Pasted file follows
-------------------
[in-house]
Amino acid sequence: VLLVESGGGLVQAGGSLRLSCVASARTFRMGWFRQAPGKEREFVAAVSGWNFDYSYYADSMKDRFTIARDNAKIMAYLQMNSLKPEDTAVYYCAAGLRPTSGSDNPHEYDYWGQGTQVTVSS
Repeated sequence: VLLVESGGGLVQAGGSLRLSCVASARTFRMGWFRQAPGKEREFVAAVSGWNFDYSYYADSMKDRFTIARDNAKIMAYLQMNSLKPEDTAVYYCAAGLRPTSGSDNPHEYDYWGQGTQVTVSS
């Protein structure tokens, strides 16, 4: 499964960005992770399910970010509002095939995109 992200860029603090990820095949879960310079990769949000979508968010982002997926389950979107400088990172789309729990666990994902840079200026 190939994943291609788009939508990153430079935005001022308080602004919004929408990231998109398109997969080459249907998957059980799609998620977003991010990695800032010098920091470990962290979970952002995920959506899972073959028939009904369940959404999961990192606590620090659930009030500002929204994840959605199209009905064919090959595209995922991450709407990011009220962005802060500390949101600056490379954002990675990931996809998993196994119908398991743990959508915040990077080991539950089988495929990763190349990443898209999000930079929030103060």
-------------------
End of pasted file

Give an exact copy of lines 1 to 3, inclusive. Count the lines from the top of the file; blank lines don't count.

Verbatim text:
[in-house]
Amino acid sequence: VLLVESGGGLVQAGGSLRLSCVASARTFRMGWFRQAPGKEREFVAAVSGWNFDYSYYADSMKDRFTIARDNAKIMAYLQMNSLKPEDTAVYYCAAGLRPTSGSDNPHEYDYWGQGTQVTVSS
Repeated sequence: VLLVESGGGLVQAGGSLRLSCVASARTFRMGWFRQAPGKEREFVAAVSGWNFDYSYYADSMKDRFTIARDNAKIMAYLQMNSLKPEDTAVYYCAAGLRPTSGSDNPHEYDYWGQGTQVTVSS